The London Eye is a giant Ferris wheel on the South Bank of the River Thames in London. Also known as the Millennium Wheel, it has also been called by its owners the British Airways London Eye, the Merlin Entertainments London Eye, and the EDF Energy London Eye. As of mid-January 2015, it has been known as the Coca-Cola London Eye, following an agreement signed in September 2014.
The structure is 443 feet (135 m) tall and the wheel has a diameter of 394 feet (120 m). When erected in 1999 it was the world’s tallest Ferris wheel. Its height was surpassed by the 520 feet (158 m) tall Star of Nanchang in 2006, the 541 feet (165 m) tall Singapore Flyer in 2008, and the 550 feet (168 m) High Roller (Las Vegas) in 2014. Supported by an A-frame on one side only, unlike the taller Nanchang and Singapore wheels, the Eye is described by its operators as “the world’s tallest cantilevered observation wheel”.
It is Europe’s tallest Ferris wheel, and offered the highest public viewing point in London until it was superseded by the 804 feet (245 m) observation deck on the 72nd floor of The Shard, which opened to the public on 1 February 2013. It is the most popular paid tourist attraction in the United Kingdom with over 3.75 million visitors annually, and has made many appearances in popular culture.
The London Eye adjoins the western end of Jubilee Gardens (previously the site of the former Dome of Discovery), on the South Bank of the River Thames between Westminster Bridge and Hungerford Bridge, in the London Borough of Lambeth.
Designed by architects David Marks, Julia Barfield, Malcolm Cook, Mark Sparrowhawk, Steven Chilton, and Nick Bailey, the wheel carries 32 sealed and air conditioned passenger capsules attached to its external circumference.
It rotates at a rate of 0.26 metres per second or 0.85 feet per second (about 0.9 km/h or 0.5mph) so that one revolution takes about 30 minutes to complete. The wheel does not usually stop to take on passengers; the rotation rate is so slow that passengers can easily walk on and off the moving capsules at the ground level.
It is however, stopped on occasion to allow disabled or elderly passengers time to disembark safely.
Structurally, the rim of the eye is supported by tie rods and resembles a huge spiked bicycle wheel, and was depicted as such in a poster advertising a charity cycle race. The wheel is not the first in London; a much smaller Ferris wheel used to stand opposite Earls Court station during the later part of the 19th century.
The wheel was constructed in sections which were floated up the Thames on barges and assembled lying flat on pontoons. Once the wheel was complete it was raised into its upright position by cranes, initially being lifted at a rate of about 2 degrees per hour until it reached 65 degrees. It was left in that position for a week while engineers prepared for the second phase of the lift. The total weight of the steel in the eye, is 1,700 tonnes.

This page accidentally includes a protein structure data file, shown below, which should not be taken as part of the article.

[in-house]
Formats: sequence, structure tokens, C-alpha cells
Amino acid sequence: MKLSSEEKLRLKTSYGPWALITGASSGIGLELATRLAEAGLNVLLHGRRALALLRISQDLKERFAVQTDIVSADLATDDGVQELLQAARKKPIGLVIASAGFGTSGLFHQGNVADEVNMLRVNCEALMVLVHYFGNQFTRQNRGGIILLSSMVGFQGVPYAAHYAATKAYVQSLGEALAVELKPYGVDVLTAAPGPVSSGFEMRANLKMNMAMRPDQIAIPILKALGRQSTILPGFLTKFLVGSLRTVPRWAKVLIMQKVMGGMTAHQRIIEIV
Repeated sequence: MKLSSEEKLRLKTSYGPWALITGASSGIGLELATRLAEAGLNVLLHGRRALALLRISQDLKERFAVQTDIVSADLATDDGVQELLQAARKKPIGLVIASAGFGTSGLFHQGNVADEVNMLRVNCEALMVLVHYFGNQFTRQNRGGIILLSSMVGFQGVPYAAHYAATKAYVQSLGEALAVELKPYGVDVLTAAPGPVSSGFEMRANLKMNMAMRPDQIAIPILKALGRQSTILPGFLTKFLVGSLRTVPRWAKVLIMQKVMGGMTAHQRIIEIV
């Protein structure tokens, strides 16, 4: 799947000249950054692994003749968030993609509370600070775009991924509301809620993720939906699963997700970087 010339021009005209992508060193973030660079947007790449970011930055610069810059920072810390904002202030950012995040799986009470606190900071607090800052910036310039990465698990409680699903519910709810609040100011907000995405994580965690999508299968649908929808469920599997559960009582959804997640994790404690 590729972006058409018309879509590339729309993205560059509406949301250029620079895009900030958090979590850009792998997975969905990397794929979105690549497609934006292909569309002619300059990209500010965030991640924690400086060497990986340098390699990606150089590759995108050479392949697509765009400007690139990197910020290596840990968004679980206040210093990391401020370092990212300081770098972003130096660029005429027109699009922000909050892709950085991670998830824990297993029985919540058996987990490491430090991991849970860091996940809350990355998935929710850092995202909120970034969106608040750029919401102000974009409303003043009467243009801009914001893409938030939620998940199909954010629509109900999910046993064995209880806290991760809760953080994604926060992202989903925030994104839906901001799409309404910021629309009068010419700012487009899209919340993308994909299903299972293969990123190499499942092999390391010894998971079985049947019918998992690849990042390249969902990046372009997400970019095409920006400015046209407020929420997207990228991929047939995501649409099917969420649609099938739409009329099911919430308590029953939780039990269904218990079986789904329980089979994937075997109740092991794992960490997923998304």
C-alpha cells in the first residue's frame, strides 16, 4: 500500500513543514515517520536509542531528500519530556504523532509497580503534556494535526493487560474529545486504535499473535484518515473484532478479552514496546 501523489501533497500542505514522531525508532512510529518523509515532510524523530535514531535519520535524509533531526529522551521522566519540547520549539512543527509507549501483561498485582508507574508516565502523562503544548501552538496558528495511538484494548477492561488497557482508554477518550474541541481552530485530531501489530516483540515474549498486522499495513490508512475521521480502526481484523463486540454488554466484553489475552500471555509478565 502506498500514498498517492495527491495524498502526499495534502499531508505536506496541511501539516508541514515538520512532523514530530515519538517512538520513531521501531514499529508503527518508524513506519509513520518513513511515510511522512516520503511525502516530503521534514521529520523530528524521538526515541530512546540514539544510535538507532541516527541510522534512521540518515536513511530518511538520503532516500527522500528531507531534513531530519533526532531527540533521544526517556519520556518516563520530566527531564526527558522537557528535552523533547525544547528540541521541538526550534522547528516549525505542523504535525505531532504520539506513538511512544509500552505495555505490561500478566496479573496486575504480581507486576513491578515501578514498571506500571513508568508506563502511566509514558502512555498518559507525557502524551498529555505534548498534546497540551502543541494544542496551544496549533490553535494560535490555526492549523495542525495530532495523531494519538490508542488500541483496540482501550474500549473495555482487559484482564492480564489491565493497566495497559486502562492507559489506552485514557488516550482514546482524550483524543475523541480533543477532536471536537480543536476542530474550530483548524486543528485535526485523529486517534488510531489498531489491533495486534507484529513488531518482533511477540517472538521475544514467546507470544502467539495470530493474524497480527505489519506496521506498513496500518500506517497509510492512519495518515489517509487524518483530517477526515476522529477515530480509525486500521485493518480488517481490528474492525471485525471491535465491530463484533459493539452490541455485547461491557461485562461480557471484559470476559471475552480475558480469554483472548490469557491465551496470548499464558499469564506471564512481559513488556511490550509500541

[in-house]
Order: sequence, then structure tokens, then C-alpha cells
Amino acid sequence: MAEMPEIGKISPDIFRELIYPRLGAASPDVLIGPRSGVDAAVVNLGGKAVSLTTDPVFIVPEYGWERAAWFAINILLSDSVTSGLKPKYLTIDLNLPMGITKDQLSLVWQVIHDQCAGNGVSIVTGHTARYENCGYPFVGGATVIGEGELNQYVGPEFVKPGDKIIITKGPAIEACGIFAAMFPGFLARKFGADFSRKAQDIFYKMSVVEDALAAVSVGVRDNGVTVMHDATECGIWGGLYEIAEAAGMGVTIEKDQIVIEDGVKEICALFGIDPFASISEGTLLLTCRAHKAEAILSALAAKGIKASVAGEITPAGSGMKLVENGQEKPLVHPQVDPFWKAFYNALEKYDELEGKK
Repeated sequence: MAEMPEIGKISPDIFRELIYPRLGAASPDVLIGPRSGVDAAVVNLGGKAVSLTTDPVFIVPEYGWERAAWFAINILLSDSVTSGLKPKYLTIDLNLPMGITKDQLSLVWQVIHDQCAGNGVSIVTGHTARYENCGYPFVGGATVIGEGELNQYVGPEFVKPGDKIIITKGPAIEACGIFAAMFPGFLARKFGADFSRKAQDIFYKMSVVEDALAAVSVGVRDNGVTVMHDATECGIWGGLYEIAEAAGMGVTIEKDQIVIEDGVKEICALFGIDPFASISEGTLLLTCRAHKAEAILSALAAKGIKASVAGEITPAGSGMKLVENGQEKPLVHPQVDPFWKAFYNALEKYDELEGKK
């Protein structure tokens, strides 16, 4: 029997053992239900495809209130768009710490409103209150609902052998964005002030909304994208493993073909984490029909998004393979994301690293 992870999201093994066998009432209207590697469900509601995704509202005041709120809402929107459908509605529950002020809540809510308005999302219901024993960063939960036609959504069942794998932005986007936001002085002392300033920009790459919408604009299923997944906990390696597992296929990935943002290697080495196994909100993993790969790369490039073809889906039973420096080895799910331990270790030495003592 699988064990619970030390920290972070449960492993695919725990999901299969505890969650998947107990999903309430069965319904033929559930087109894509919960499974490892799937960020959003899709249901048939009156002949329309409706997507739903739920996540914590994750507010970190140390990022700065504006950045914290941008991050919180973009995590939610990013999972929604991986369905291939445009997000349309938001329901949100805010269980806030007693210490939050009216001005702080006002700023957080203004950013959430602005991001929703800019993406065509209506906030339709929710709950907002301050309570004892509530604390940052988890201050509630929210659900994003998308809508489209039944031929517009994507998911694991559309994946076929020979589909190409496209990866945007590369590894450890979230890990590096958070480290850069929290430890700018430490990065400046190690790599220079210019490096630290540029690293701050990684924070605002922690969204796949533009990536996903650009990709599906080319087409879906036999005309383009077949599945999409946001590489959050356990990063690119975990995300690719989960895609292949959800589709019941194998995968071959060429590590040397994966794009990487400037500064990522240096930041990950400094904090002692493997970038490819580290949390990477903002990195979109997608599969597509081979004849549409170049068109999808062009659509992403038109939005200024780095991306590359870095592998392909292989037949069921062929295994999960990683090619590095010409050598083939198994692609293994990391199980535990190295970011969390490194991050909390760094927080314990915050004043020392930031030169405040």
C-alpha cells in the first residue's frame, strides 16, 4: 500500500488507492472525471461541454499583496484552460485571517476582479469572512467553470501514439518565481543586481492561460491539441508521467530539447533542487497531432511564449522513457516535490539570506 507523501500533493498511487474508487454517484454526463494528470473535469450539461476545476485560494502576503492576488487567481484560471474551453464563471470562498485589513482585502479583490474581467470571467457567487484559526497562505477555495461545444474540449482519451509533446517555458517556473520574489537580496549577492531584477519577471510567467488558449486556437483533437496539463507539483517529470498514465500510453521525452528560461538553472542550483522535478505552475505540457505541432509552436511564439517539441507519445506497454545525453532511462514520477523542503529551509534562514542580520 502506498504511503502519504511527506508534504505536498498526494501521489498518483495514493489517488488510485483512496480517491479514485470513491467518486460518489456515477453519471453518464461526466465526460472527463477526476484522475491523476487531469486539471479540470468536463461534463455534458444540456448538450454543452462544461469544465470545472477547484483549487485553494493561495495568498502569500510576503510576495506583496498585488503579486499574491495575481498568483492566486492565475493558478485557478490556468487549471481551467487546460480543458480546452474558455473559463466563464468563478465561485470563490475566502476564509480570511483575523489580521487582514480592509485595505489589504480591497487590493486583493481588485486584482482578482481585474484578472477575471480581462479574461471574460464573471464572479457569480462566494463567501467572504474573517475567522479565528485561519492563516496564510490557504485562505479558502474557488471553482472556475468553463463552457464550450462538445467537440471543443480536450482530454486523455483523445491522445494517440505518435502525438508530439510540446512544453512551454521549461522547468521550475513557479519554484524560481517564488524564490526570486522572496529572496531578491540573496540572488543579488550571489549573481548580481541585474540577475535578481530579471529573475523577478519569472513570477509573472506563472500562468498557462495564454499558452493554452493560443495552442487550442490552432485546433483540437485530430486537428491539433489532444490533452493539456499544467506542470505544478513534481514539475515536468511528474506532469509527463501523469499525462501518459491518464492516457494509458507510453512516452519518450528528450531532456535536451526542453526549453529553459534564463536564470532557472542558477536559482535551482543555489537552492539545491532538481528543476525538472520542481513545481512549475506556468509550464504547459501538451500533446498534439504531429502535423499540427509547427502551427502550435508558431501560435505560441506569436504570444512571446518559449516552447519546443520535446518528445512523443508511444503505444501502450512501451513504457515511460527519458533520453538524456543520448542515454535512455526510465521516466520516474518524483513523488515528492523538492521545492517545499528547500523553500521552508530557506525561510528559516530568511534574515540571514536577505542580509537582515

The eye was opened by British Prime Minister Tony Blair on 31 December 1999, although it was not opened to the public until March 2000 because of technical problems. Since its opening, the eye, operated by Tussaud”s Group but sponsored by British Airways, has become a major landmark and tourist attraction. Recently, The London Eye was voted the world”s best tourist attraction in a poll commissioned by the snack company Pringles.
The eye enjoyed a warmer reception from the British public upon its opening than London”s other significant Millennium project, the dome, although the delay in opening had caused some press scepticism. By July 2002 around 8.5 million people had “flown” the eye. It originally had planning permission only for five years, but at the time Lambeth Council agreed to plans to make the attraction permanent.
Although the eye is listed in the Guinness Book of Records as the tallest observation wheel in the world, it is unlikely to keep that title for long. Plans have been announced to build a 170m wheel on the Las Vegas Strip, a 185m wheel dubbed “Giant Wheel” planned to open in 2008 in Berlin and a 200m wheel in Shanghai. (By comparison, the original Ferris wheel at the 1893 World”s Columbian Exposition was 75m high).
Since 1 January 2005, the eye has been the focal point of London”s New Year celebrations, with grand, 10-minute fireworks displays taking place, involving the fireworks blasting from the eye itself.
As of 2006, Tussand”s, British Airways and the Marks Barfield family (the lead architects) had previously owned one third of the eye each, with the airline also providing the original construction loans.
It was also announced in 2006 that the Tussand”s Group £85 Annual Pass could also be used on the London Eye.